For her method, Butterfield sculpts a piece using wood and other materials fastened together with wire, then photographs the piece from all angles so as to be able to reassemble the piece in multiple materials. Working only in the winter, pieces usually take 3 to 5 years to create. Renowned galleries represent her and her works reside in international museum collections, making her one of the most successful American sculptors to have ever existed.

American Artist Series: Frank Stella

In honor of the 4th of July, we will be looking at famous American artists in our collection and one who needs no introduction is Frank Stella:

Frank Stella

Frank Stella grew up in Massachusetts and attended Princeton University, where he majored in history. He visited many New York art galleries and began to pursue art as a career, moving to New York in 1958. Once there he produced works which emphasized the picture-as-object, rather than the picture as a representation of something, be it something in the physical world, or something in the artist’s emotional world. They were met with great acclaim and soon in the mid-1960’s Stella began his extended engagement with printmaking.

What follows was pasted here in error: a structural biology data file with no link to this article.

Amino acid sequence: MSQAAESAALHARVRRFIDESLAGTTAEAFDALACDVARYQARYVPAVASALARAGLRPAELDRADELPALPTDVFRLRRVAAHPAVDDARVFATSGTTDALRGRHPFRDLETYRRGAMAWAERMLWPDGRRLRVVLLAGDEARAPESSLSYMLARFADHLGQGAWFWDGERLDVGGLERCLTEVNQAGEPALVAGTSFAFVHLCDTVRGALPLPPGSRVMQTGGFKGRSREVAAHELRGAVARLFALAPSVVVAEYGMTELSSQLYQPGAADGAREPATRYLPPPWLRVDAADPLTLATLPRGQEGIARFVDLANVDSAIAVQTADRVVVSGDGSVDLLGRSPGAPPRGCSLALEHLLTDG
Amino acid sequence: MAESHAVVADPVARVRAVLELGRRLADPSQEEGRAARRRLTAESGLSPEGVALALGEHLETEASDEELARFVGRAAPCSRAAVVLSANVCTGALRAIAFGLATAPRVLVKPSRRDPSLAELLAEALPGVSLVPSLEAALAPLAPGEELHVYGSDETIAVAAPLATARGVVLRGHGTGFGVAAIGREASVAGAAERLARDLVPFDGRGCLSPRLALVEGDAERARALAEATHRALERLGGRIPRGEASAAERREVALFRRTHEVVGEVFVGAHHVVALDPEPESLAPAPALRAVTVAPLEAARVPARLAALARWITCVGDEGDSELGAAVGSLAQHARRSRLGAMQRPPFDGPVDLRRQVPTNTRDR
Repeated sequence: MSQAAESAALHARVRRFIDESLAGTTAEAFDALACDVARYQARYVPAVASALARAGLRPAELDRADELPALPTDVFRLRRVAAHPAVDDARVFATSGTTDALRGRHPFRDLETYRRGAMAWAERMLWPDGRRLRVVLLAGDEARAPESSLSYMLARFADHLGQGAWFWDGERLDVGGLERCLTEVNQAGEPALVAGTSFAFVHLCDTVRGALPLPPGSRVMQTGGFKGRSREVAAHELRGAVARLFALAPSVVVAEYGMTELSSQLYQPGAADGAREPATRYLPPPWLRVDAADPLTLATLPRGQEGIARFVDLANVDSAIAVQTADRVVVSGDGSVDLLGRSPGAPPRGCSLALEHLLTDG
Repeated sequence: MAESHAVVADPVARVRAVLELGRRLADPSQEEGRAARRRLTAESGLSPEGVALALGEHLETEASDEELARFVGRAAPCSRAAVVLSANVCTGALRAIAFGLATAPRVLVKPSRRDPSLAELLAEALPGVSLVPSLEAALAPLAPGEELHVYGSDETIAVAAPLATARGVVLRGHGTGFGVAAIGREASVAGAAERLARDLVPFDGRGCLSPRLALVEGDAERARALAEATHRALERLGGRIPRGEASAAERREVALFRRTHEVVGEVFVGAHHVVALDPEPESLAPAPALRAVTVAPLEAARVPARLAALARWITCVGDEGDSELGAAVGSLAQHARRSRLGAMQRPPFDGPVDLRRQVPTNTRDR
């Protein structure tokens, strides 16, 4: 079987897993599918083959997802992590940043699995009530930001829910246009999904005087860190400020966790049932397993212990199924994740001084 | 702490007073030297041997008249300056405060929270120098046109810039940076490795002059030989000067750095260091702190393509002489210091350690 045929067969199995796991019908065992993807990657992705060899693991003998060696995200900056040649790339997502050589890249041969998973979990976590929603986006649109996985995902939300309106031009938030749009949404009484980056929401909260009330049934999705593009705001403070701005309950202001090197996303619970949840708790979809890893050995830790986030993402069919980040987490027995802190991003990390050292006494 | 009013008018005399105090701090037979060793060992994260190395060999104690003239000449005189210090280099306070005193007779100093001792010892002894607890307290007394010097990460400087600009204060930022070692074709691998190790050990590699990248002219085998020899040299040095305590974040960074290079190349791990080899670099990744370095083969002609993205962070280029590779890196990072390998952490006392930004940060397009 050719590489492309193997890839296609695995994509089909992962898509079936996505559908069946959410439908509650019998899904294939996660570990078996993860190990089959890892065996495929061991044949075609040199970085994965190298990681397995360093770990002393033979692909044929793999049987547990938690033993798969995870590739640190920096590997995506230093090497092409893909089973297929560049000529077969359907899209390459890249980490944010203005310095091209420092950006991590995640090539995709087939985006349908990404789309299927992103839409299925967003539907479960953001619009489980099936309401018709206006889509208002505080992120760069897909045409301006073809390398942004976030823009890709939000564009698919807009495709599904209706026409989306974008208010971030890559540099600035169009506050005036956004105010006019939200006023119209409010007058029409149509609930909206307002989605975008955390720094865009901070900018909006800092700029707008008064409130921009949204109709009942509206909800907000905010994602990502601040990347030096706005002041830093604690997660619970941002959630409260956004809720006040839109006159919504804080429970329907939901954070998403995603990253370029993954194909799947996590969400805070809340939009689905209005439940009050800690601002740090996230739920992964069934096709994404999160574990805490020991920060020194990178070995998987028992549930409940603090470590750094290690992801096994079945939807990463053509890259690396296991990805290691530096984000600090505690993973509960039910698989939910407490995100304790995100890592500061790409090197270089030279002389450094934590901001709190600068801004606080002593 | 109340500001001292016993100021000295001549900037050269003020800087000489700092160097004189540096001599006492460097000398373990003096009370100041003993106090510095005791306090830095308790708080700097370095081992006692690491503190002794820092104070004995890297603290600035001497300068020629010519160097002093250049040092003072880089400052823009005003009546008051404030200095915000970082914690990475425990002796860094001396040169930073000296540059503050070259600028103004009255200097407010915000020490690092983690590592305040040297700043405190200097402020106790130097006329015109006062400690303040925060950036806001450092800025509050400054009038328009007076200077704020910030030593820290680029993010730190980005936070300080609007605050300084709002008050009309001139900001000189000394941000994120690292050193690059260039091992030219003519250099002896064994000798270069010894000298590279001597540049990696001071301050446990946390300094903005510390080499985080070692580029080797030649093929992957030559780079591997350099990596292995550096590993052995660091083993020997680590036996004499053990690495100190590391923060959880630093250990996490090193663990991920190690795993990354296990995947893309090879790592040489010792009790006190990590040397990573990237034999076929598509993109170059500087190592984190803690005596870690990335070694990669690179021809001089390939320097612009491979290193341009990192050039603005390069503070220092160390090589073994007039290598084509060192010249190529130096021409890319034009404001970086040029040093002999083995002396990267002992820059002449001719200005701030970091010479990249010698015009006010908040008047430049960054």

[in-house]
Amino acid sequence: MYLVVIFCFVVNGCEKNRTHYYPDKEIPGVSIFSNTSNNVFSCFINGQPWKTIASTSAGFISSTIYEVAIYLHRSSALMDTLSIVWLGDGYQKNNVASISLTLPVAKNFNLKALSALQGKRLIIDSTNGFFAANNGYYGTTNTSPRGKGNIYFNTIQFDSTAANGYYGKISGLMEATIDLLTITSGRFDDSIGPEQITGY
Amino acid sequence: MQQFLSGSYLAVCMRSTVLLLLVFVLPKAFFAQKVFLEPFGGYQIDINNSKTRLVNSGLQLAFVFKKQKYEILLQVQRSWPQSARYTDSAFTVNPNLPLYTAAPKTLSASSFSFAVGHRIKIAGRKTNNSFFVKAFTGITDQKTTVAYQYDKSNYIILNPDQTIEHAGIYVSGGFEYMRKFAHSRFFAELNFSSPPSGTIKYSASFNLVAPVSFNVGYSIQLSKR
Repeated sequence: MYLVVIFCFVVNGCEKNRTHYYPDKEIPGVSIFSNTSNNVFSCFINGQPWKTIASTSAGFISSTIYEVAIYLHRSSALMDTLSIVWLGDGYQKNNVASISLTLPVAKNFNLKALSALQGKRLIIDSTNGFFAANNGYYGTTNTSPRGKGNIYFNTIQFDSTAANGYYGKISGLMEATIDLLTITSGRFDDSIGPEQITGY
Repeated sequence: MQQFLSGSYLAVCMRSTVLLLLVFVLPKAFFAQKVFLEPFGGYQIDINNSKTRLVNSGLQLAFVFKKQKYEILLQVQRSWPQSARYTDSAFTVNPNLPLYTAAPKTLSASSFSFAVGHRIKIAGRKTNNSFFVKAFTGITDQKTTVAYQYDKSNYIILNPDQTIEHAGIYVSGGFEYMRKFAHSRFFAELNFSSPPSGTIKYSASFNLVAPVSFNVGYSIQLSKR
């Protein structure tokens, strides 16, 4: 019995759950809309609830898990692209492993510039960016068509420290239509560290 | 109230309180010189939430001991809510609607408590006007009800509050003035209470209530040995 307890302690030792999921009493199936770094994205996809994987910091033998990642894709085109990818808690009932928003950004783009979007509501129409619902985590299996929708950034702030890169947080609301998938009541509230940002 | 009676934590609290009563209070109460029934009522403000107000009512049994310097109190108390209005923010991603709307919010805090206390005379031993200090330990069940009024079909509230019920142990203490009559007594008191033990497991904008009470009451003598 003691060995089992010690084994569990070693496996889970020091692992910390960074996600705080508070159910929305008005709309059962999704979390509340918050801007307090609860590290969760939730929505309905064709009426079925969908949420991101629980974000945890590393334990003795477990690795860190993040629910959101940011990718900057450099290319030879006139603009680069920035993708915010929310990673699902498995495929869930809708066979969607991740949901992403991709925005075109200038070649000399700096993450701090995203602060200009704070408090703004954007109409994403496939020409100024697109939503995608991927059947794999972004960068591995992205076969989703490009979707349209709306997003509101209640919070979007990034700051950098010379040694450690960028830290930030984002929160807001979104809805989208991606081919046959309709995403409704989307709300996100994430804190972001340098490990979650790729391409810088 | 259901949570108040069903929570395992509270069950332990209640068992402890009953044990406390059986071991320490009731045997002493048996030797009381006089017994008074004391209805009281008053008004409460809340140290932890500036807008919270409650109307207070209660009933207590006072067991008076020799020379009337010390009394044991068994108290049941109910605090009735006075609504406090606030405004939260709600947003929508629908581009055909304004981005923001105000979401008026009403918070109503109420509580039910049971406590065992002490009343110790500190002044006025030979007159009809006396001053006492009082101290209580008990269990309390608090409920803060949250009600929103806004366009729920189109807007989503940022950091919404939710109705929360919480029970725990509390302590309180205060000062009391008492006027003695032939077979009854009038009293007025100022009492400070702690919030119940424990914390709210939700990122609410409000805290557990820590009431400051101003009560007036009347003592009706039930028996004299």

Frank Stella “Talladega Three III”, Etching. Masterworks Fine Art

In 1967, Stella designed the set and costumes for Scramble, a dance piece by Merce Cunningham and the Museum of Modern Art in New York presented a retrospective of Stella’s work in 1970, making him the youngest artist every to receive one. After which he introduced relief into his art, coming to call it “maximalist” painting for its sculptural qualities. From the mid-1980s to the mid-1990s, Stella’s deep relief gave way to full three-dimensionality, with sculptural forms derived from cones, pillars, French curves, waves, and decorative architectural elements. In the 1990s, Stella began making free-standing sculpture for public spaces and developing architectural projects.

Today Stella is an active proponent of artist’s copyright laws and continues to create, keeping up the pace and the interest, despite the incredible amount of artists and works being produced in the contemporary art arena.